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If you're using a VM, you'll have to review the networking configuration it uses.

If it's using NAT, connecting to processes running inside the VM will not be possible without (extensive) port forwarding. With an application that uses dynamically chosen ports (ie: random), then forwarding will be difficult to setup correctly. All your ROS nodes use random ports (well, from a certain range, but still random enough).

If you're running this on a machine in an unmanaged network (ie: at home, or in a really small company with no IT policy/department), you may get away with using bridged networking between the host and the VM. Your VM will get a "real" IP address, allowing it to communicate with all other hosts on your network, as-if it was a real computer.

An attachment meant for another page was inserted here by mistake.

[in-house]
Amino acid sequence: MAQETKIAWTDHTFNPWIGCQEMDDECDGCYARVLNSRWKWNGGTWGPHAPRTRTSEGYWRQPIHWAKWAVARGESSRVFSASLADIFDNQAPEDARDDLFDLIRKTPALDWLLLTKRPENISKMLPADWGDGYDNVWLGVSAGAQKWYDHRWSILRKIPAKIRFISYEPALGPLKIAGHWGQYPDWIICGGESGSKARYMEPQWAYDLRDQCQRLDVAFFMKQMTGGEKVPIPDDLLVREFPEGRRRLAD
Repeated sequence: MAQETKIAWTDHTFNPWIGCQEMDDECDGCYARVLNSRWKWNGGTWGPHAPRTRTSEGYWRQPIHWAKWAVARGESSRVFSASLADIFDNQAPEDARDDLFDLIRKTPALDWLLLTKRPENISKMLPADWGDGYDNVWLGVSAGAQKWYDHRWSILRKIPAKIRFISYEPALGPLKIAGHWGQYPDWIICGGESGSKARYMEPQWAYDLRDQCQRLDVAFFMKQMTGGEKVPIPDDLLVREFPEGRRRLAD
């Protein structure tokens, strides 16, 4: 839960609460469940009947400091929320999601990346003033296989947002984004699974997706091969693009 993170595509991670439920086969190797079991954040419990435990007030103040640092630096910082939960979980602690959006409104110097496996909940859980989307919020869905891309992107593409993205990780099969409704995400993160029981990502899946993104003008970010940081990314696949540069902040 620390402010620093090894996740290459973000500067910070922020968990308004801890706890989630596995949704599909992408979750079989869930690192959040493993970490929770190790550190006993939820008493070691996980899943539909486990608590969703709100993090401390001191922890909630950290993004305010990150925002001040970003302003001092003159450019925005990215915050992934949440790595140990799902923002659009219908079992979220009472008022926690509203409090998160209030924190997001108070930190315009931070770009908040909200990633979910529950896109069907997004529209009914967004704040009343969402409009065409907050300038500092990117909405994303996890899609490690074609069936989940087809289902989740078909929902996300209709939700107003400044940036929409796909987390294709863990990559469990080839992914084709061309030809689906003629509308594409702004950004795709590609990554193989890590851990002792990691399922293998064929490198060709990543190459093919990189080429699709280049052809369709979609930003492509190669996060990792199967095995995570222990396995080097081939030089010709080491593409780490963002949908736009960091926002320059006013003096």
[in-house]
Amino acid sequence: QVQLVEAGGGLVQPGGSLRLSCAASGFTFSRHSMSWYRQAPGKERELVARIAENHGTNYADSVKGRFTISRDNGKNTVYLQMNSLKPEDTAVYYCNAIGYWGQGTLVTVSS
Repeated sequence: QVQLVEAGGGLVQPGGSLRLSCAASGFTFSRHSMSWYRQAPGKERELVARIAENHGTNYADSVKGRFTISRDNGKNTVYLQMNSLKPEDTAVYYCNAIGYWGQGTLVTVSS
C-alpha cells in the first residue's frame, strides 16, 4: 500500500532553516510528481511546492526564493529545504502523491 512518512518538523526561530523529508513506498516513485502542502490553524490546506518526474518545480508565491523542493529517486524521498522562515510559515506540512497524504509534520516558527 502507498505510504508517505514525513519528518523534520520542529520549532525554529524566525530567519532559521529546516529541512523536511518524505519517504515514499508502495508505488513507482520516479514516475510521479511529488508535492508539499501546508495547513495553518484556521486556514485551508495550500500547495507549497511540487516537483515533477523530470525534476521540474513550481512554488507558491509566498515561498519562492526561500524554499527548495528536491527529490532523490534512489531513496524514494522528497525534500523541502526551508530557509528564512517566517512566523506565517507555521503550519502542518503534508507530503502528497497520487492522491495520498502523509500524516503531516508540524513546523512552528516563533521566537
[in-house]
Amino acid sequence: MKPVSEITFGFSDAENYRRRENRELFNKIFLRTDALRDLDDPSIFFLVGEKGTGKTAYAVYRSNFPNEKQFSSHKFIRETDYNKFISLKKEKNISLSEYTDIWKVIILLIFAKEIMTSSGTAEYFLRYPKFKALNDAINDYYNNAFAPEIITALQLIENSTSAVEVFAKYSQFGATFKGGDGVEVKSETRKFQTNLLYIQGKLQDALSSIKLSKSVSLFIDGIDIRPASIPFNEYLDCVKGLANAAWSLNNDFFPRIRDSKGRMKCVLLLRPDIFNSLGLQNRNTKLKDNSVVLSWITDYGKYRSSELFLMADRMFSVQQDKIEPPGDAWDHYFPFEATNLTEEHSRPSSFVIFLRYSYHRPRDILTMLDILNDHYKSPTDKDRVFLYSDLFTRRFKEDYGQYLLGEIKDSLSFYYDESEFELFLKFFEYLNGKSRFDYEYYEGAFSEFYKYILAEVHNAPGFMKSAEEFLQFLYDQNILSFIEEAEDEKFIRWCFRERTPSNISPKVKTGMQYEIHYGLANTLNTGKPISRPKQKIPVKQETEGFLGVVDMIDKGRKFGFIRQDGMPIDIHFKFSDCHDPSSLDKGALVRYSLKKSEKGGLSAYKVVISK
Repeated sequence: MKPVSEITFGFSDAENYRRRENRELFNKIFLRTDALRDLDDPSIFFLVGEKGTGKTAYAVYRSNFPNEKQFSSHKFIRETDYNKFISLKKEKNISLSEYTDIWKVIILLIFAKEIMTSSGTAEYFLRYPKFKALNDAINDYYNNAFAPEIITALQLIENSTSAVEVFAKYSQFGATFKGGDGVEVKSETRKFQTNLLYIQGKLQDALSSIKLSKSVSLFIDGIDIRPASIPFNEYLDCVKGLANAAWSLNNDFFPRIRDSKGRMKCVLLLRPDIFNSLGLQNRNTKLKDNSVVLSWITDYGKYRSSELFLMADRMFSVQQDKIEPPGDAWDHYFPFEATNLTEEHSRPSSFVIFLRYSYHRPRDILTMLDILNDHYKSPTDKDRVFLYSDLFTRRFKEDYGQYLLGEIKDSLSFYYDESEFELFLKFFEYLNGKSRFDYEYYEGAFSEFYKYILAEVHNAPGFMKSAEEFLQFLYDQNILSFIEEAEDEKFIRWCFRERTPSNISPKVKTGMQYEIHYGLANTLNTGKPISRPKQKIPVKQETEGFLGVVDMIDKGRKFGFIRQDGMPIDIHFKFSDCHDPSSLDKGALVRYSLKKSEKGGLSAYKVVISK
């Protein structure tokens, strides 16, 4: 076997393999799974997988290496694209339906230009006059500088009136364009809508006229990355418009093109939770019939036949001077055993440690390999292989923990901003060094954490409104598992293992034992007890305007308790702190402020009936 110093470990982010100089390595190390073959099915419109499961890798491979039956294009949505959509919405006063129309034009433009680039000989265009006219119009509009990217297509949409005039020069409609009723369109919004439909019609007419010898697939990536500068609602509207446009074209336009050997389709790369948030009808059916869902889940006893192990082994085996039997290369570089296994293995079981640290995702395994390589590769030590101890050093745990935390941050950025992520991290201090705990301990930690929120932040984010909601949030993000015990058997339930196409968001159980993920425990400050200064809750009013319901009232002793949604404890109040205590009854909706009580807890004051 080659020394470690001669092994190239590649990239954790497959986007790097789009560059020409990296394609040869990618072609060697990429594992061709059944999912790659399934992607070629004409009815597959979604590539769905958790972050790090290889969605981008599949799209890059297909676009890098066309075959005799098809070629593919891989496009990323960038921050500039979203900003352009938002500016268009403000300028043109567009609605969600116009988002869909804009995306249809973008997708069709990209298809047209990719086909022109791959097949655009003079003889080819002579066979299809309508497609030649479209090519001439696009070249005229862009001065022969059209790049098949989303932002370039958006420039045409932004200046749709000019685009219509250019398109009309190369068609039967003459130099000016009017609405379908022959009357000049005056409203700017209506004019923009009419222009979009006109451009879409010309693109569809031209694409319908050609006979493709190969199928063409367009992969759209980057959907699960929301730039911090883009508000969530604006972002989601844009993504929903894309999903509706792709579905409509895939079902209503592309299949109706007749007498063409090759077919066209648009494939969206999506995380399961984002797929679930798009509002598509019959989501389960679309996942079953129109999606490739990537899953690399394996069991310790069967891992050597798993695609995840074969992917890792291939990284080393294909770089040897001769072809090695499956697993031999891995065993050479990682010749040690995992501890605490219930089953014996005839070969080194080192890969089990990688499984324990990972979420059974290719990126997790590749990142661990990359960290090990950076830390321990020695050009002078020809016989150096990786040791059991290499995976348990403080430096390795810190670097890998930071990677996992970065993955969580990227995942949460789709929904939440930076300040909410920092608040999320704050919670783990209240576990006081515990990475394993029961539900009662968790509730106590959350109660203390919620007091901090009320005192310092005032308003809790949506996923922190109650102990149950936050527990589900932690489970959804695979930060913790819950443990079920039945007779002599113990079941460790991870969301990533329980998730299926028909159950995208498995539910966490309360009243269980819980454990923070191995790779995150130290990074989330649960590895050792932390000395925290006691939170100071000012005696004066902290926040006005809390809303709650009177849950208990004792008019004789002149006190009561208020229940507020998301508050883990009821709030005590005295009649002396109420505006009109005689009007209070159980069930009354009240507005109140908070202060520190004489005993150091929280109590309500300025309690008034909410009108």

If you're in a company (that has strict networking policies) or don't want to give your VM an IP from your physical network, then try to use host only networking. It is like bridging, but only within your own computer.


Note that after you have all of this setup, you need to make sure ROS (and Ubuntu) in the VM are properly configured for a multi-machine setup. See wiki/ROS/NetworkSetup for a start with that, or one of the myriad of questions here on ROS Answers about setting up Matlab for use with ROS (use Google: matlab ros_ip ros_hostname site:answers.ros.org).